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The Catholic Church teaches that when we die, if we are not perfect our souls will have to be made perfect before we can enter heaven.  As the Bible says "nothing unclean shall enter heaven".  This "process" or "place" is what the Catholic Church calls purgatory.  In recent times some Catholics have been taught that purgatory is an outdated teaching and is not Church doctrine anymore.  This is simply not true and purgatory is now and has always been a doctrine of the Church.

The teaching of Purgatory was rejected by the reformers in light of their belief in the theology of Faith Alone.  Some people wrongly believe  that Purgatory was invented by the Catholic Church.  This is simply not true and can easily be proven false.

The fact is that the Catholic theology behind purgatory can be found in the scriptures and sacred tradition and does not contradict the Bible as most non-catholics claim.

A few Bible verses that back up the Catholic teaching on purgatory:

"For if he were not expecting that those who had fallen would rise again, it would have been superfluous and foolish to pray for the dead. But if he was looking to the splendid reward that is laid up for those who fall asleep in godliness, it was a holy and pious thought. Therefore he made atonement for the dead, that they might be delivered from their sin" (2 Macc. 12:44-45).

“For this is why the gospel was preached even to the dead, that though judged in the flesh like men, they might live in the spirit like God. (1Pet.4:6)  Why did the dead need preached to if they are in heaven or hell?  They must have been elsewhere.

"Make friends quickly with your accuser, while you are going with him to court, lest your accuser hand you over to the judge, and the judge to the guard, and you be put in prison; truly, I say to you, you will never get out till you have paid the last penny" (Matt. 5:25-26).

"Each man’s work will become manifest; for the Day will disclose it, because it will be revealed with fire, and the fire will test what sort of work each one has done. If the work which any man has built on the foundation survives, he will receive a reward. If any man’s work is burned up, he will suffer loss, though he himself will be saved, but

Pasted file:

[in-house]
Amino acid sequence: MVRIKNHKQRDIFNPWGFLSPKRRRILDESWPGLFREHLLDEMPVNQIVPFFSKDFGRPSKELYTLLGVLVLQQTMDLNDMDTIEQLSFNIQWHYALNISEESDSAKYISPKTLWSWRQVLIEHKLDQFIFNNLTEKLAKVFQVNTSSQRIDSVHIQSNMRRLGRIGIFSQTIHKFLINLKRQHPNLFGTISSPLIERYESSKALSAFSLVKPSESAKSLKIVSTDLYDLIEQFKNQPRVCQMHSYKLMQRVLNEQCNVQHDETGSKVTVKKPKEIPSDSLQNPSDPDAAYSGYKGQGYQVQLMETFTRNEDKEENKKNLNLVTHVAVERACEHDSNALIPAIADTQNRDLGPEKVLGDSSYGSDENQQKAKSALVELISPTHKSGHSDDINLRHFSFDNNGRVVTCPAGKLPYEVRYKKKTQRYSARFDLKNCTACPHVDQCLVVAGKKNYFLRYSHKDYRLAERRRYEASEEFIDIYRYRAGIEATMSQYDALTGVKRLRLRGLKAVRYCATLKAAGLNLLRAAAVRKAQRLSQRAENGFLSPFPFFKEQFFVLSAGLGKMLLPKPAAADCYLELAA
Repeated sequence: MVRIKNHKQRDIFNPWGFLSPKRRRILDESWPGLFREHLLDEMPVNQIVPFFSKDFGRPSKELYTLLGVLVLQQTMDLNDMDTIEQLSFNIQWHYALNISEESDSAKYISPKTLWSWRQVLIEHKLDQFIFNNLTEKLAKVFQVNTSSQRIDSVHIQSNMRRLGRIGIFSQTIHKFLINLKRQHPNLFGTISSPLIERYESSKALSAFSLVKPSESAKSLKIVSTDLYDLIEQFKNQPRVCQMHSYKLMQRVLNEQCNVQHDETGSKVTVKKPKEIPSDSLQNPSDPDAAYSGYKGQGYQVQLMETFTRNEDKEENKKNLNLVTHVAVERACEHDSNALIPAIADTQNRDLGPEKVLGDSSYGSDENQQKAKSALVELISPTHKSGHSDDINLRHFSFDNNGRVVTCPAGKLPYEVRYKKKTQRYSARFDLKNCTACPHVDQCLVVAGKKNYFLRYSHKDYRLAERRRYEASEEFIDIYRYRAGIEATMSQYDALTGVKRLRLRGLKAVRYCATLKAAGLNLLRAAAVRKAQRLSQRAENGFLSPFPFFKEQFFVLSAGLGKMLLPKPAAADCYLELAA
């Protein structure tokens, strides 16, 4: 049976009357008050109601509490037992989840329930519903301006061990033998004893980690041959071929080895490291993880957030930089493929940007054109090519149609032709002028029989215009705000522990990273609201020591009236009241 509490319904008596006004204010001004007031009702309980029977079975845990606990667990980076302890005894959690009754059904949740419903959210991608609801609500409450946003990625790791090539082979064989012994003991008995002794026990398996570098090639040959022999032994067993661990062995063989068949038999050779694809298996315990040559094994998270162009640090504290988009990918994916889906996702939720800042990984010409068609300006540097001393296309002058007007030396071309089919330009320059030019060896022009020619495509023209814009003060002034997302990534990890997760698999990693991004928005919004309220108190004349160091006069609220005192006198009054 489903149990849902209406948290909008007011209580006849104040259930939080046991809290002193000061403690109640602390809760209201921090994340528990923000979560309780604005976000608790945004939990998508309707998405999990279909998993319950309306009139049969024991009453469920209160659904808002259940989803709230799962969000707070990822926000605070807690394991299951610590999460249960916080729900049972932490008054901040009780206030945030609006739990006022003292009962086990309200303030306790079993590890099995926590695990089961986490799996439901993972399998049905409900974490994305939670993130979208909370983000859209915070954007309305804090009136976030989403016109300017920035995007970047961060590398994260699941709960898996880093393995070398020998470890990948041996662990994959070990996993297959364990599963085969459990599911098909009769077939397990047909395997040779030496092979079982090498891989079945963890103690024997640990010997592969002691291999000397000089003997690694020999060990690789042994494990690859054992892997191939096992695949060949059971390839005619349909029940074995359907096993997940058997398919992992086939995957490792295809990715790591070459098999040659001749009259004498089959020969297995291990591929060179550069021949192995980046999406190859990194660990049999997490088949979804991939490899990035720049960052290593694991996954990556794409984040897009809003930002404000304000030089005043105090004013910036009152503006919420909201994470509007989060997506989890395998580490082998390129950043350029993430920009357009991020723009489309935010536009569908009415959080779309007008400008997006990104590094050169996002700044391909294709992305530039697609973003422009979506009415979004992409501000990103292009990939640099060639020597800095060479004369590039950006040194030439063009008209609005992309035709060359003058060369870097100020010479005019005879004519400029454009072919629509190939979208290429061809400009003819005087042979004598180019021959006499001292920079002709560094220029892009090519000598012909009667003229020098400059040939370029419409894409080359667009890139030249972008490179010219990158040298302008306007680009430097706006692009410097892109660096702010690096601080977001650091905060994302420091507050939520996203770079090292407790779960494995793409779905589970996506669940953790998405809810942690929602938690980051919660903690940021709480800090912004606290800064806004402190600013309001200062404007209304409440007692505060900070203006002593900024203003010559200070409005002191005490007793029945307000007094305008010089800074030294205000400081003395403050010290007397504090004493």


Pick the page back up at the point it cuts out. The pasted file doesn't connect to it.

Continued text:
only as through fire" (1 Cor. 3:13-15). There is no suffering in Heaven and once you are in hell you are not getting out.  This verse shows that there is a "place or process" where our souls will be cleansed so we can enter heaven and obtain eternal salvation.

"Indeed, so terrifying was the sight that Moses said, "I tremble with fear."  But you have come to Mount Zion and to the city of the living God, the heavenly Jerusalem, and to innumerable angels in festal gathering, and to the assembly of the first-born who are enrolled in heaven, and to a judge who is God of all, and to the spirits of just men made perfect."  ( Heb 12:21-23).

"For Christ also died for sins once for all, the righteous for the unrighteous, that he might bring us to God, being put to death in the flesh but made alive in the spirit; in which he went and preached to the spirits in prison, who formerly did not obey." (1 Peter 3:18-20).

"But nothing unclean shall enter it [heaven]...." (Rev. 21:27).   Our souls need cleansed before they can enter heaven if we are not perfect!

Something to consider: What about Lazarus? He was already dead four days (John 11:17) when Jesus arrived at his tomb.  Once your in heaven or hell you are not getting out. Where was his soul during those four days? Protestant theology cannot properly explain this verse!

Purgatory: from the Catechism of the Catholic Church:

III. The Final Purification, or Purgatory

All who die in God's grace and friendship, but still imperfectly purified, are indeed assured of their eternal salvation; but after death they undergo purification, so as to achieve the holiness necessary to enter the joy of

The Church gives the name Purgatory to this final purification of the elect, which is entirely different from the
punishment of the damned.  The Church formulated her doctrine of faith on Purgatory especially at the Councils of Florence and Trent. The tradition of the Church, by reference to certain texts of Scripture, speaks of a cleansing fire.

As for certain lesser faults, we must believe that, before the Final Judgment, there is a purifying fire. He who is truth says that whoever utters blasphemy against the Holy Spirit will be pardoned neither in this age nor in the age to come. From this sentence we understand that certain offenses can be forgiven in this age, but certain others in the age to come.

This teaching is also based on the practice of prayer for the dead, already mentioned in Sacred Scripture. "Therefore [Judas Maccabeus] made atonement for the dead, that they might be delivered from their sin."  From the beginning the Church has honored the memory of the dead and offered prayers in suffrage for them, above all
the Eucharistic sacrifice, so that, thus purified, they may attain the beatific vision of God. The Church also commends almsgiving, indulgences, and works of penance undertaken on behalf of the dead.

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